The month of April is abuzz with the alphabet if you haven't noticed already. So what's the fuzz? It's crazy how over 1500 bloggers scramble every day, posting their thoughts of the letter that day. Guess what? I'm a co-host. :O

What's your life like?

Tuesday, April 10, 2012

Emotional Structure in Your Novel

I'm a huge fan of novel structure. I believe that using structure doesn't make your story formulaic, it strengthens its core so that your story can carry an awesome premise to its fullest expression. Structure is the steel beam that you never see in your house, without which it would cave in on your head. Necessary. Invisible. Allows things like skyscrapers (bestsellers) to exist.

I keep a beat sheet at the ready, revising it often as I write, and track my adherence to the form using a beat sheet excel spreadsheet. But it wasn't until I read Peter Dunne's book Emotional Structure that I realized the character arc of a story has a similar underlying structure that holds up the story and makes it shine.

Some people know what their story is before they start writing. I'm not one of those people - in spite of being a hyper-plotter and structure-lover, the emotional evolution of my characters is something I know intuitively, but have a hard time expressing in words until I'm a draft or two into the novel. So I often revise to get the plot to follow the emotional arc, as I come to understand it. In my just-completed novel Closed Hearts, I understood the emotional arc of my character fairly well before the first draft - partly because it was heavily outlined and partly because it was the second book in a trilogy: I knew a LOT about where my MC had come from and where she was going. Yet, I still found myself going over her emotional arc again, even in the final draft, revising and rewriting to sharpen and strengthen her emotional journey.

But how do you do that exactly?

Dunne lays it out (in a somewhat meandering fashion) in his book Emotional Structure, and I encourage you to read it. But here's my Emotional Beat Sheet to get you started (note that when I say "dangerous" and "survival" this can be in the literal physical sense but also the emotional/spiritual sense):

Emotional Beat Sheet

THE OLD WORLD - Hero has survived by using practical ways to avoid pain (aka the Set Up in Blake Snyder’s Beat Sheet)

This is our hero’s emotional starting state. He gets by in his day-to-day life, pretending to be someone else, covering old wounds, using skills carefully honed to deal with the troubles in his life. It’s working (sort of) and given his druthers, our hero would stay in this state. Of course, that can’t happen (or there would be no story). Sometimes there will be a “sigh moment” that signals how pitiful and unfulfilling this life is, so the reader knows: this cannot remain as is, because it is a death-of-the-soul. But the hero is determined to stay here, because it works for them.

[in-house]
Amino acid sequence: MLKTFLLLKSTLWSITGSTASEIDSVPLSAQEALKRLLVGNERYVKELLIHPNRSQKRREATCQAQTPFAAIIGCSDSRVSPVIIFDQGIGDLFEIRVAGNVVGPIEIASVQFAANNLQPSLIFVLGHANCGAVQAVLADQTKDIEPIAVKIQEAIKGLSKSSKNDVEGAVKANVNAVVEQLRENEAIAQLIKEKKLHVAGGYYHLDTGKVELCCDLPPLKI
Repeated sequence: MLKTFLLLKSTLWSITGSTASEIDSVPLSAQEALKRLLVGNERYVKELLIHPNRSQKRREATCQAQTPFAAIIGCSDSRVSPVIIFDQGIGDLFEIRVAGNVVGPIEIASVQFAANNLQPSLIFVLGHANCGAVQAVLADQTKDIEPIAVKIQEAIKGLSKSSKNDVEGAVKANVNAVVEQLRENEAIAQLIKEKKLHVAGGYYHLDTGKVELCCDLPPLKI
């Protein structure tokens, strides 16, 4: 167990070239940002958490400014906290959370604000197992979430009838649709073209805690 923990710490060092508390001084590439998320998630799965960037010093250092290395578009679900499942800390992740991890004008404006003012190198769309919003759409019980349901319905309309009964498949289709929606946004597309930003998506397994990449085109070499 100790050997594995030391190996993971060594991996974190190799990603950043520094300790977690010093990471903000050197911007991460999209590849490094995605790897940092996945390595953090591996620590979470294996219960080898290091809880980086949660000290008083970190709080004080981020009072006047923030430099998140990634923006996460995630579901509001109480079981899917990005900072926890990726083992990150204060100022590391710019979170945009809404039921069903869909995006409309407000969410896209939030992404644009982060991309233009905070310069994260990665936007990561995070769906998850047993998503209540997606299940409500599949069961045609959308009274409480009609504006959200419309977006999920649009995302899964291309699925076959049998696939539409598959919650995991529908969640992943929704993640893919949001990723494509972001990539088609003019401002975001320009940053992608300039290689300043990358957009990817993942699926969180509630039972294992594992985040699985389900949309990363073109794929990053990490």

PLOT HAPPENS: Something occurs that so that her defenses don’t work very well and she’s forced on a new path in order to survive long enough to get back to normal (aka the Inciting Incident)
The hero’s world is upset in some dramatic way so that her old way of operating in the world doesn’t help - in fact, using those old coping techniques may actually get her killed (or lose her job, or lose her boyfriend). Our hero scrambles to react to the new circumstances - just temporarily - because she's just sure if she fixes this one little problem, everything will go back to “normal” again.

IT GETS WORSE: Something happens that pushes her completely out of her old world (may be the shift into Act II, where our hero enters a “new world” of the story)
Now our hero's normal tools for survival aren’t working at all. Her emotional walls start to crack and her weaknesses are exposed (maybe weaknesses she wasn’t even aware of). She starts to question those old ways of dealing with the world, because they’re not working at all in this new world. The new world is strange and dangerous (to her emotionally) and she realizes that getting back to “normal” is going to be a lot tougher than she thought. She’s moved fully into this “new world” that requires new skills to cope.

LEAP OF FAITH: Things get so bad that her old habits become useless. She must be brave, take a leap of faith into the unknown (maybe the All is Lost or Dark Night of the Soul beat or possibly the Midpoint; this leap of faith is the emotional pivot point of the story)
Our hero has run out of old ways of dealing with the world. He’s tried and failed. He's beaten down by the plot (which doesn’t exist to beat our hero, but to force him to change). He finally is forced to take that leap of faith. To change. Because in his moment of vulnerability, he finds that he can learn, he can change, he can reach down into the depths and find that thing (that piece of the divine) that will allow him to move forward and triumph. In reaching deep inside, he will learn the secret history of his past - the thing that caused him to build up those defensive habits in the first place. He has to face those demons to move past them. The plot serves to force this to happen, to connect this moment to his physical survival.